Blurred lines: local and neighbourhood plans and uncertainty in meeting housing needs

by Edward Dade – author of the All Things Neighbourhood Planning site:

The roles of local plans and neighbourhood plans in addressing strategic and non-strategic matters has been pretty clear in national policy. However the revised NPPF (2019) and recent changes to planning practice guidance (PPG) place greater emphasis on the role of neighbourhood plans in meeting the community’s ‘needs’, thereby potentially blurring the responsibilities of local and neighbourhood plans.

Research by Cheshire East Council showed that just 29% of neighbourhood plans had allocated sites for housing development. If Government wants NDPs to deliver housing, then it is vital that government clarifies the role of neighbourhood plans in meeting strategic housing needs.

Making site allocations is a strategic function of the local plan, which should meet the area’s needs in full. Strategic policies should provide “a clear strategy for bringing sufficient land forward, and at a sufficient rate, to address objectively assessed needs over the plan period…” and include “allocating sufficient sites to deliver the strategic priorities of the area” (NPPF para 23). Local plans can include both strategic policies and policies to address non-strategic matters, whereas neighbourhood plans should contain only ‘non-strategic’ policies (NPPF para 18). Neighbourhood plans should “support the delivery of strategic policies” and should “shape and direct development that is outside of these strategic policies” (NPPF para 13).

However non-strategic policies “can include allocating sites” (NPPF para 28). As such, a site allocation policy can be either strategic or non-strategic; presumably depending on whether the allocation forms part of the overall strategy to meet the area’s housing needs or not. Thus a neighbourhood plan can make site allocations which are in addition to those already allocated by the local plan.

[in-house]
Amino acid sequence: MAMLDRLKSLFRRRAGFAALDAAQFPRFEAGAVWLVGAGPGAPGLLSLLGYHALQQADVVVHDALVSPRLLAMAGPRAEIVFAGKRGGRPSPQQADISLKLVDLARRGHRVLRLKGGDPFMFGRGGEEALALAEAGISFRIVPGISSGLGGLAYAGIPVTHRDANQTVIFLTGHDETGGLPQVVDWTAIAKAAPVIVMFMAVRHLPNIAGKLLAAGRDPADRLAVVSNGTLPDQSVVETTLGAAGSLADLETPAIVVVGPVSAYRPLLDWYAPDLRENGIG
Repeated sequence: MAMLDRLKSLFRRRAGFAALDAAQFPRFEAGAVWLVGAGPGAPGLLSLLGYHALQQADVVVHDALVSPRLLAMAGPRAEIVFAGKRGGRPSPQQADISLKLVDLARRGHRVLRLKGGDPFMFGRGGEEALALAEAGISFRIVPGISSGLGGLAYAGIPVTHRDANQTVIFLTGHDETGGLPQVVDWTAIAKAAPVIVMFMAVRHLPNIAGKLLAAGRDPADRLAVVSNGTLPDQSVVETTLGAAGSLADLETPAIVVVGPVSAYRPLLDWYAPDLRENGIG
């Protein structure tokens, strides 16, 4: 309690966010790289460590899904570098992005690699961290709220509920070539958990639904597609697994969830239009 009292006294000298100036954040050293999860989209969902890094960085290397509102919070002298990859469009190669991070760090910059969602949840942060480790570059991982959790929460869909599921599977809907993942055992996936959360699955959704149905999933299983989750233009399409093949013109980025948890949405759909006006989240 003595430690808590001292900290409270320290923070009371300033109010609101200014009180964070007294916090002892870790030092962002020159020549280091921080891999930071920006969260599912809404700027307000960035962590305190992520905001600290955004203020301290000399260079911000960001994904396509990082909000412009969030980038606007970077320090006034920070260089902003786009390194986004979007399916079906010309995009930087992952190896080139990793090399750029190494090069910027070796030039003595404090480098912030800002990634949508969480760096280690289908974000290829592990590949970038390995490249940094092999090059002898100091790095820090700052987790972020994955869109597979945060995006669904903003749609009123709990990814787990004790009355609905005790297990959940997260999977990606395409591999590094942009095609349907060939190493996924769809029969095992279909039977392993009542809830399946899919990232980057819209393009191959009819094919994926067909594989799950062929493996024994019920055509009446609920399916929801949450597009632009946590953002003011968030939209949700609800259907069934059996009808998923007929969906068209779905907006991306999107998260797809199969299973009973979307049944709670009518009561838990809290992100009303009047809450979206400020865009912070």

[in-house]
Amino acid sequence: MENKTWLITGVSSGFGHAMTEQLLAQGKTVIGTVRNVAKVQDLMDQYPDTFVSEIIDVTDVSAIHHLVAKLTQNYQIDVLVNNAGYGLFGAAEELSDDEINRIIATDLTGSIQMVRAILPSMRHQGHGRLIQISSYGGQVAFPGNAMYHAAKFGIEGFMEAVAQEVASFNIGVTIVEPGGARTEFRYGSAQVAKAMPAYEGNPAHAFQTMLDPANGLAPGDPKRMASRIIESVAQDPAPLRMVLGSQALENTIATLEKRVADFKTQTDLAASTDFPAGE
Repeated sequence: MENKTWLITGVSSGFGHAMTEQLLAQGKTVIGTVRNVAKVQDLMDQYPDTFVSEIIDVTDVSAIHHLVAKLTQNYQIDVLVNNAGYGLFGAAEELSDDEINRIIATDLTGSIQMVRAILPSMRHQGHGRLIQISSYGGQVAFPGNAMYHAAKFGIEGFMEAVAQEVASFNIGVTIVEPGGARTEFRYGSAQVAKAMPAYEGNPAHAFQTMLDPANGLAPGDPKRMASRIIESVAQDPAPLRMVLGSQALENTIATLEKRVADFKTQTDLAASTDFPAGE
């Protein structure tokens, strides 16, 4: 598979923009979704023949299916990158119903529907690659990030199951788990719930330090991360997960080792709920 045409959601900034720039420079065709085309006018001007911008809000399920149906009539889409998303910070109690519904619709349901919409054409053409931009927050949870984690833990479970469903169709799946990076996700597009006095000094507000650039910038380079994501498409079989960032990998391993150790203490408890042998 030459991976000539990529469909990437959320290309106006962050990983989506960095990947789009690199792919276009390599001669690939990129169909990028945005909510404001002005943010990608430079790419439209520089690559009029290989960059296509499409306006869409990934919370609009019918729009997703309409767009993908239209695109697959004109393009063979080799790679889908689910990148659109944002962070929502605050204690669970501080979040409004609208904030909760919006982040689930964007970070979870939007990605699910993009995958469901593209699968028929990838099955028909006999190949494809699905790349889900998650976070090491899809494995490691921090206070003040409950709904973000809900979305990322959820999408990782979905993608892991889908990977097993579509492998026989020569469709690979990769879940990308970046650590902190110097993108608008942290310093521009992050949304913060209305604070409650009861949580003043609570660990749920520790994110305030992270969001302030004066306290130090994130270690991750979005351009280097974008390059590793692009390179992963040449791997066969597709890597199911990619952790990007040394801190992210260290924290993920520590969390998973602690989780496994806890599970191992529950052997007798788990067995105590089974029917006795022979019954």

The new duty on local plans to set a housing requirement for Neighbourhood Areas implies a role for neighbourhood planning in meeting the objectively assessed needs for housing. The approach to setting the housing requirement should reflect the overall strategy for the pattern and scale of development as expressed in both the PPG and NPPF. Meeting the area’s housing needs in full is a strategic function of the local plan, therefore this responsibility cannot be directly passed to neighbourhood plans. Where a local plan is up-to-date, the housing requirement for a Neighbourhood Area cannot logically form a part of the Local Housing Need figure. The local plan and neighbourhood plans cannot both ‘plan’ for the area’s housing needs  – as this would likely lead to unnecessary duplication of policies and re-allocation of sites, which would seemingly conflict with national policy and guidance. It is therefore unclear precisely what need the housing requirement for Neighbourhood Areas should address.

It gets more intriguing when a two-part local plan model is considered. The example of Uppingham is useful – they made housing allocations to meet the target set by the Core Strategy (i.e. ‘part 1’ of the local plan) – although this case was subject to a lengthy legal wrangle but came through. So while national policy stops short of actually proposing a two-tier system a strategy which passes the responsibility of allocating sites onto NDPs is unlikely to find support from local plan Inspectors. The soundness tests require local plans to as a minimum meet the areas’ objectively assessed needs (NPPF para 35) and great emphasis is on deliverability; NDPs introduce uncertainty there as their preparation lies outside the local planning authority’s control.